Emily Elizabeth Dickinson

Exclusion.


The soul selects her own society,
Then shuts the door;
On her divine majority
Obtrude no more.


Unmoved, she notes the chariot’s pausing
At her low gate;
Unmoved, an emperor is kneeling
Upon her mat.


I’ve known her from an ample nation
Choose one;
Then close the valves of her attention
Like stone.

Emily Elizabeth Dickinson

Nature Rarer Uses Yellow


Nature rarer uses yellow
Than another hue;
Saves she all of that for sunsets, —
Prodigal of blue,


Spending scarlet like a woman,
Yellow she affords
Only scantly and selectly,
Like a lover’s words.

Emily Elizabeth Dickinson

I’m Nobody!


I’m Nobody! Who are you?
Are you nobody, too?
Then there’s a pair of us — don’t tell!
They ‘d banish us, you know.


How dreary to be somebody!
How public, like a frog
To tell your name the livelong day
To an admiring bog!

Emily Elizabeth Dickinson

“A Wounded Deer Leaps Highest,”


A wounded deer leaps highest,
I’ve heard the hunter tell;
‘T is but the ecstasy of death,
And then the brake is still.


The smitten rock that gushes,
The trampled steel that springs;
A cheek is always redder
Just where the hectic stings!


Mirth is the mail of anguish,
In which it cautions arm,
Lest anybody spy the blood
And “You’re hurt” exclaim!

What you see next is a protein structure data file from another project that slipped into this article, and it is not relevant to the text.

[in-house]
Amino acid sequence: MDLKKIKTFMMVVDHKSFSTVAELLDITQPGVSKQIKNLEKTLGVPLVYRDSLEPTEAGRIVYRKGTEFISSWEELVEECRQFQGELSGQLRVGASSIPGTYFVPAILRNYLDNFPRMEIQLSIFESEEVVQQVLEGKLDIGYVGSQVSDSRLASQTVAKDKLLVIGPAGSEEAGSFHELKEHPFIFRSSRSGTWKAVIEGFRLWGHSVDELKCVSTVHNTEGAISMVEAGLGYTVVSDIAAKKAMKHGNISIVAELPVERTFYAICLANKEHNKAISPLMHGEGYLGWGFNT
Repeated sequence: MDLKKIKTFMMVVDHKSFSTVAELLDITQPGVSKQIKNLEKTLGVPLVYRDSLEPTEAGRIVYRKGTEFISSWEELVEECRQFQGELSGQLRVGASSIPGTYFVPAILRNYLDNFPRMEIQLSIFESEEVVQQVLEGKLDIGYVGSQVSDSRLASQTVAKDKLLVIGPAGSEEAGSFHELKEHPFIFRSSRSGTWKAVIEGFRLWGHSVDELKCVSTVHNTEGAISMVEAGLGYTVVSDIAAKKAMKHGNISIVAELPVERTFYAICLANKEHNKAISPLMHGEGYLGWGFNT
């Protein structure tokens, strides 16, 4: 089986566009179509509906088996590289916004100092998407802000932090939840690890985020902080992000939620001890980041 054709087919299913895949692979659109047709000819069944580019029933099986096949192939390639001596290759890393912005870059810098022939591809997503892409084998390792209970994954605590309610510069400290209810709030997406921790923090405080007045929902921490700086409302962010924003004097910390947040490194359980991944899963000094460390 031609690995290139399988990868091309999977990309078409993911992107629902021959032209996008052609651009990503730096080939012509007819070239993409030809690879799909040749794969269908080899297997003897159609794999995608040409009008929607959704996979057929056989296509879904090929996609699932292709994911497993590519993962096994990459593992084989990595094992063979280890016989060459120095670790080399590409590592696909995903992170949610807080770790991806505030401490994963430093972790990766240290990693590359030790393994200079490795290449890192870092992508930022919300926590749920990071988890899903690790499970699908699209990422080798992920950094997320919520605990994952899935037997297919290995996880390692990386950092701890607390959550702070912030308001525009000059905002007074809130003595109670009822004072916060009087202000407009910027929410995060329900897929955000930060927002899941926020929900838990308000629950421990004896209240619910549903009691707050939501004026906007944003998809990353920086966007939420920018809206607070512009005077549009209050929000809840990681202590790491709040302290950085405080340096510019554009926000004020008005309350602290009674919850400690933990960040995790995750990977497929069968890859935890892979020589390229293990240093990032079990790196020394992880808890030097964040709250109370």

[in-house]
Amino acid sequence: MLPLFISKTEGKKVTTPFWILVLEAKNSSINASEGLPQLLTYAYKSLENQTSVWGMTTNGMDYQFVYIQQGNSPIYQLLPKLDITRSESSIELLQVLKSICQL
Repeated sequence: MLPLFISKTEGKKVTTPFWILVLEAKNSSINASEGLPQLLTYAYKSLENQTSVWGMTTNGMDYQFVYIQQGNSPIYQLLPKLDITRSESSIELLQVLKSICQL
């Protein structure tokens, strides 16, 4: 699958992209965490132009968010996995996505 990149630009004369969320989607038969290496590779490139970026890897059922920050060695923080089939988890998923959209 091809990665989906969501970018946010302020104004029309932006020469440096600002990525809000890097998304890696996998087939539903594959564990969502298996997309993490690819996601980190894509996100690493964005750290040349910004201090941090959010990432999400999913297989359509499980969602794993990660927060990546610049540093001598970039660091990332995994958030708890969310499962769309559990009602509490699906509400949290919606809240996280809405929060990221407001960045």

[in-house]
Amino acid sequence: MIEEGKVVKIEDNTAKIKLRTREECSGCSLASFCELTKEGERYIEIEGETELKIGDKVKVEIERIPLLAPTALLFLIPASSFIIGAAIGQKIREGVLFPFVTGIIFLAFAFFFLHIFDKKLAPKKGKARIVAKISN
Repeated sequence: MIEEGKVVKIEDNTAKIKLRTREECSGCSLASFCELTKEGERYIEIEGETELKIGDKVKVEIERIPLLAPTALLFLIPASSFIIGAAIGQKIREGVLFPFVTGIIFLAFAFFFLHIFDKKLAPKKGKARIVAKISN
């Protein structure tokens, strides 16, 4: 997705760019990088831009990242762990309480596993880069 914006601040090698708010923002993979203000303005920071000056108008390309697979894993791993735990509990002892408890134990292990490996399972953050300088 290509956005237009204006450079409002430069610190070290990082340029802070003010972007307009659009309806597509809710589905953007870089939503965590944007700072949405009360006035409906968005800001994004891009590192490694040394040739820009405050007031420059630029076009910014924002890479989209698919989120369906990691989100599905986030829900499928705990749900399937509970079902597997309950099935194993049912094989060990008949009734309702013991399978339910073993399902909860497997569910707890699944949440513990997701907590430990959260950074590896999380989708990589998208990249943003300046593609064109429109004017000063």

Emily Elizabeth Dickinson

A Light Exists In Spring


A light exists in spring
Not present on the year
At any other period.
When March is scarcely here


A color stands abroad
On solitary hills
That science cannot overtake,
But human nature feels.


It waits upon the lawn;
It shows the furthest tree
Upon the furthest slope we know;
It almost speaks to me.


Then, as horizons step,
Or noons report away,
Without the formula of sound,
It passes, and we stay:


A quality of loss
Affecting our content,
As trade had suddenly encroached
Upon a sacrament.

Emily Elizabeth Dickinson

“I Know A Place Where Summer Strives”


I know a place where summer strives
With such a practised frost,
She each year leads her daisies back,
Recording briefly, “Lost.”


But when the south wind stirs the pools
And struggles in the lanes,
Her heart misgives her for her vow,
And she pours soft refrains


Into the lap of adamant,
And spices, and the dew,
That stiffens quietly to quartz,
Upon her amber shoe.

Emily Elizabeth Dickinson

Real.


I like a look of agony,
Because I know it’s true;
Men do not sham convulsion,
Nor simulate a throe.


The eyes glaze once, and that is death.
Impossible to feign
The beads upon the forehead
By homely anguish strung.

Emily Elizabeth Dickinson

A Day.


I’ll tell you how the sun rose, —